THE IMPORTANCE OF ACCOUNTABILITY
Is accountability powerful enough to help change a heart? Sixteen years ago, Covenant Eyes was founded by two individuals on the simple premise that it is, and today the company has a team of over 150 people who base their work and livelihood on this very idea. We believe in the importance of accountability and the power of honest conversation.
Some people still haven’t been convinced their “private” porn problem merits the “not-so-private” solution of accountability. Inaccurate ideas of what accountability really is, bad past experiences, or just plain old fear stop those struggling with porn from bringing their battle to the attention of a friend. They may think accountability has some value, but they don’t understand the deep importance of accountability in bringing about lasting life change.
“I have talked to hundreds of addicts, spouses of addicts and parents, and the majority of them would have told you accountability is a good idea, but they saw accountability in their life as a last resort, not a lifestyle,” said author and speaker Luke Gilkerson at the Set Free Summit. “We cannot tell people to do accountability until we have a firm idea of what it is and how to do it.”
The Importance of Accountability
In this short video from the Set Free Summit, Luke conveys a compelling description of what accountability is and why it’s important. Take a look.
As Luke said, “We are created for community. We were redeemed in community. We will be glorified in community. Therefore, we are going to be sanctified in community.” Accountability matters.
Let’s build out the importance of accountability a little further.
God Knows Us Fully, Isn’t This Accountability Enough?
In 1 Corinthians 13:12, Paul says, “For now we see only a reflection as in a mirror; then we shall see face to face. Now I know in part; then I shall know fully, even as I am fully known.” (Emphasis mine)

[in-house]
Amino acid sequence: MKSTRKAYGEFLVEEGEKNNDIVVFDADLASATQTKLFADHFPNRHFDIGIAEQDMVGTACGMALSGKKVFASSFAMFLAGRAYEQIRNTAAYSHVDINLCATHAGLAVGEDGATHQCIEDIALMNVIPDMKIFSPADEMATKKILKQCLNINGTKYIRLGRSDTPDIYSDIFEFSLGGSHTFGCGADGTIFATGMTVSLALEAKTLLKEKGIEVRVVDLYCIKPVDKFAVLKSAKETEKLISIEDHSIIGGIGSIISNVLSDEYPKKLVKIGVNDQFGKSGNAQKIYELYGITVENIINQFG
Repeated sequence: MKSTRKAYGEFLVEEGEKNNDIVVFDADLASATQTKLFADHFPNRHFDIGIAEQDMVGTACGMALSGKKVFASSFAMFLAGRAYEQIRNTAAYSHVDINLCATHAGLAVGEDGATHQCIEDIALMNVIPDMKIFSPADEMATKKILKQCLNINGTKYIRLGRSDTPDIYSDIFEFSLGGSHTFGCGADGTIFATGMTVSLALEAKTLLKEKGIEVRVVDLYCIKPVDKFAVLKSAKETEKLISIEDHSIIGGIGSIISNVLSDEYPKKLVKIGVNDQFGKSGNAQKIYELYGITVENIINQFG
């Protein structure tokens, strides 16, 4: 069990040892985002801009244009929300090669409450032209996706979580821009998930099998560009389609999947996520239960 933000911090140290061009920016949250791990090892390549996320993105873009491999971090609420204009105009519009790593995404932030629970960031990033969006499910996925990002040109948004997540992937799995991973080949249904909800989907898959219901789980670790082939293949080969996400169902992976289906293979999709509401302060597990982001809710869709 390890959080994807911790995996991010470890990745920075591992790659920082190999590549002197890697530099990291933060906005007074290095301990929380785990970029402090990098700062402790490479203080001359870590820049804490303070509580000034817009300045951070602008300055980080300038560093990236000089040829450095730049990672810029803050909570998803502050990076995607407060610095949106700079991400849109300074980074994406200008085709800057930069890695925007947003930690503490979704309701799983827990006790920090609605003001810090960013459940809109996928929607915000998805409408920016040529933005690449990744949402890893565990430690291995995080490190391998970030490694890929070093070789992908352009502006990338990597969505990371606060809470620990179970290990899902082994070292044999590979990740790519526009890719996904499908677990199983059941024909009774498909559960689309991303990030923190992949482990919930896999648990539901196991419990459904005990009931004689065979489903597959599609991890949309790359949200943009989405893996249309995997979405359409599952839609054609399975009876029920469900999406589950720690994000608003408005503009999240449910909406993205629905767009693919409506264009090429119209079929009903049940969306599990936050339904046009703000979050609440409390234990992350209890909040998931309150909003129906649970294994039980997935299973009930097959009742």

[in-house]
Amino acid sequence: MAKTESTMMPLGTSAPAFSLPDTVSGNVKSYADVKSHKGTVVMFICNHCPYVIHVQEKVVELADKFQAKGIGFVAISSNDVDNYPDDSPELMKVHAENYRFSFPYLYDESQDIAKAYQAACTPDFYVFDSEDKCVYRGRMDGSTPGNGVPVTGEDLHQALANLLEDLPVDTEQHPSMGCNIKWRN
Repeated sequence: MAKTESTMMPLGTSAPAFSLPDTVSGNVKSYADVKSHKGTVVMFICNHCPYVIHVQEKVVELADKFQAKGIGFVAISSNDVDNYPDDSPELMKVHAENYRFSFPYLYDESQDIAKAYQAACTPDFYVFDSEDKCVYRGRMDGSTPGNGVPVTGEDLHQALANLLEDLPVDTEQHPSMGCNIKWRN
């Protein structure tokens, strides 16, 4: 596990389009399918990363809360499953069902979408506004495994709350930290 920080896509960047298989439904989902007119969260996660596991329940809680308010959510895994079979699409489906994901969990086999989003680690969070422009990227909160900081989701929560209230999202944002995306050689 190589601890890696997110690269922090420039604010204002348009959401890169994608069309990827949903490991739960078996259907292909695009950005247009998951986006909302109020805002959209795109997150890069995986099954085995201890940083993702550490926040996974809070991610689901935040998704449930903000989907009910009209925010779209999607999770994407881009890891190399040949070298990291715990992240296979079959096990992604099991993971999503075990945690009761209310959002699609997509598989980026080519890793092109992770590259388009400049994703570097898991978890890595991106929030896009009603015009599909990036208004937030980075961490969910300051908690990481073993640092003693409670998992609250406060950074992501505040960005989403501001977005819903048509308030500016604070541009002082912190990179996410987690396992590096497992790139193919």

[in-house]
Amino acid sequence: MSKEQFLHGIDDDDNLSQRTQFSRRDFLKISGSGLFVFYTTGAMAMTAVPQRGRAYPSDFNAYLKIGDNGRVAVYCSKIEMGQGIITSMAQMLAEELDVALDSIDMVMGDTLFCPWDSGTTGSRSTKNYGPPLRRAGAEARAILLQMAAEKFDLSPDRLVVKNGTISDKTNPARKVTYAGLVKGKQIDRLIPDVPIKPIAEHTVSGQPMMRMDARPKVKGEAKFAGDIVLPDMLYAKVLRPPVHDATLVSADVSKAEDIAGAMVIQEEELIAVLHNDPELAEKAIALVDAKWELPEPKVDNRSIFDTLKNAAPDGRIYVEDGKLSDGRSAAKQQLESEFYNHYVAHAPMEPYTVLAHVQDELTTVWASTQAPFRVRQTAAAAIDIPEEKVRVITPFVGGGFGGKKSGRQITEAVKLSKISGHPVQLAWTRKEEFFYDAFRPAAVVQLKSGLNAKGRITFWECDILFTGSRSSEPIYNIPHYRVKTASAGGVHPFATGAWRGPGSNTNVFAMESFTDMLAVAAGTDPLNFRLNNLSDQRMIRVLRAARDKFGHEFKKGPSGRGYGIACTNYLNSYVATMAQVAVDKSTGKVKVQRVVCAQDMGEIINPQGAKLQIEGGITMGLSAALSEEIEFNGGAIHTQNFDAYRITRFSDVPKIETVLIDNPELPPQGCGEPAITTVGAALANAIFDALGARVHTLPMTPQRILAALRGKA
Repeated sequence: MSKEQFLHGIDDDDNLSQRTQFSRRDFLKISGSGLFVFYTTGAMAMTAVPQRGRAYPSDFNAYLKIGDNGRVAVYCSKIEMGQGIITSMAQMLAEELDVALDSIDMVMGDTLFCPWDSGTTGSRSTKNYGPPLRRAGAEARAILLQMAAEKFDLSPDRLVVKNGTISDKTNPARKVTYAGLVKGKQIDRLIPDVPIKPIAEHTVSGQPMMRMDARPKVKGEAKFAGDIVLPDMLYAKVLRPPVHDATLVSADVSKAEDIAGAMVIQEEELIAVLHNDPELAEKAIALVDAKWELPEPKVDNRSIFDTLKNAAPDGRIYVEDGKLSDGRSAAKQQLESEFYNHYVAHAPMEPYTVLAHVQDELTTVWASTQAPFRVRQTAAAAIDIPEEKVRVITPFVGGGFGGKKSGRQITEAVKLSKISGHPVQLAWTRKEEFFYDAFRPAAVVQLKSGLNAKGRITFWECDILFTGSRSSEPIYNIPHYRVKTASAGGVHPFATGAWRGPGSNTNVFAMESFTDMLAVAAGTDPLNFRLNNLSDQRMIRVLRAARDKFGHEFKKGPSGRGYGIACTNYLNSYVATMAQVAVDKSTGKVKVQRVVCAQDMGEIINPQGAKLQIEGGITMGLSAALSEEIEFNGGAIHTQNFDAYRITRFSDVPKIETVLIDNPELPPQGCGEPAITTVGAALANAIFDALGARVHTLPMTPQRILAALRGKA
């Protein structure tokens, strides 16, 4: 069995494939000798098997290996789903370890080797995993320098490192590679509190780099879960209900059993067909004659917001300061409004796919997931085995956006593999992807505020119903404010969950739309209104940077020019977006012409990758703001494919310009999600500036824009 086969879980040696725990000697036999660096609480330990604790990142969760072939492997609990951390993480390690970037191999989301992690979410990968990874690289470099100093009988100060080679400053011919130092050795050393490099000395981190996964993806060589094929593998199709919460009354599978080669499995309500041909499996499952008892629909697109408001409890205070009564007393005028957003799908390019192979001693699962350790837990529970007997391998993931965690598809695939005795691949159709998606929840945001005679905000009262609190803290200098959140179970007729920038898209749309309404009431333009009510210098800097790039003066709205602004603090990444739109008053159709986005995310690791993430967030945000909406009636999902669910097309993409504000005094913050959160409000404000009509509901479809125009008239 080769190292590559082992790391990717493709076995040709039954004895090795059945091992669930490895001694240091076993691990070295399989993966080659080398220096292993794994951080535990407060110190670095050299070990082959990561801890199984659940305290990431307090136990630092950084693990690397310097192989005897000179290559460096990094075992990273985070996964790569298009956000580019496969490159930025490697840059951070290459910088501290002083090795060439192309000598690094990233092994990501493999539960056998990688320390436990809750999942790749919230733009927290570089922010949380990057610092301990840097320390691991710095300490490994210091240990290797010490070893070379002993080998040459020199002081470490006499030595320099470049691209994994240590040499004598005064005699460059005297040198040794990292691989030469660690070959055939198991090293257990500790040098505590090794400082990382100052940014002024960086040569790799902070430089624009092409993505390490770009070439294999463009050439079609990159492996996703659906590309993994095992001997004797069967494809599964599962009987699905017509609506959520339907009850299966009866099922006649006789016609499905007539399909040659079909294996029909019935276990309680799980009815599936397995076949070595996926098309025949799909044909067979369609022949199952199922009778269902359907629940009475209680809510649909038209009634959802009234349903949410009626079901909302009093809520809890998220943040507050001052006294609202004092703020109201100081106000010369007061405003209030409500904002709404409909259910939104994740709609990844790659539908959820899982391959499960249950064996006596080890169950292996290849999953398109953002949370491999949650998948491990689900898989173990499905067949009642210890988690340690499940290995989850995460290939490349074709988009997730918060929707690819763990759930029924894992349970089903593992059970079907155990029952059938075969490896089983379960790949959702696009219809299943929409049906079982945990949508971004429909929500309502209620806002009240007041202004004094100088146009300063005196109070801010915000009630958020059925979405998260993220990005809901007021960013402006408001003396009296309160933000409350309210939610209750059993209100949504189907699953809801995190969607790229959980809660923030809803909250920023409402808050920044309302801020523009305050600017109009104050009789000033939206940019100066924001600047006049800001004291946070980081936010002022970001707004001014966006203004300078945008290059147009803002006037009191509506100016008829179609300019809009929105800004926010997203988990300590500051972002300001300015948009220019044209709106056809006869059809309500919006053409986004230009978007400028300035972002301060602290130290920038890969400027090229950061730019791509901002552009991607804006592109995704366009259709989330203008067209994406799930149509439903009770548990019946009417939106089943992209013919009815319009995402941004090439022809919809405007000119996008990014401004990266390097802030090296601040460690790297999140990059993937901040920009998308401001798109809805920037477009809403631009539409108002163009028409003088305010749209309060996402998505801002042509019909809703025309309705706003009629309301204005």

Ready for a wake-up call? Fully known is the only perspective God has. In their book, How to Read the Bible for All Its Worth, Gordon Fee and Douglas Stuart say, “God’s knowledge of us is immediate–full and direct, face to face…”
God sees us through and through. Every thought. Every inclination. Every bent of our heart.
Can I venture to say most Christians often forget this truth? Instead, many believe the fallacy of secrecy, even though various Scriptures clearly point to an all seeing, all knowing Father (Proverbs 5:21, Psalm 33:13-14, Hebrews 4:13, among others).
In May, we received this comment on our blog, 10 Reasons Why Accountability Is Unpopular in the Church.
Authentic Christians don’t need an accountability partner because we already have the best dwelling inside us. If you listen to Jesus, through your Holy Spirit, you will never choose the wrong path….If Jesus could do nothing on His own, how can we think we know how to do things better than Him? This is why we turn control of our lives over to Him and that eliminates the ‘need’ for an accountability partner.
Jesus is definitely what we need. But, being “in Christ” does not eliminate the importance of earthly accountability.
The Importance of Accountability with Another Person
For most Christians, understanding that God is fully knowing just isn’t tangible enough to hold them accountable for what they say and do. On the other hand, that “thing” that you might struggle with is tangible. It’s right in front of you. Sometimes, the empty promises offered by addiction seem far more real and frankly, more satisfying, than a promise from Scripture.
Dr. Kenneth Boa writes, “Our ability to embed ourselves within the impenetrable shell of rationalization, projection and denial is nothing short of amazing….An entire field of social psychology–the study of ‘cognitive dissonance’–is based on our limitless ability to rationalize what we do and say. That being the case, we all need people who will help us protect ourselves from ourselves and the desires of our own hearts.”
It’s impossible to be fully known on this side of heaven, but an accountable relationship can point us towards the light. Consistently. Lovingly. Directly (if necessary).
According to pastor and author Timothy Keller: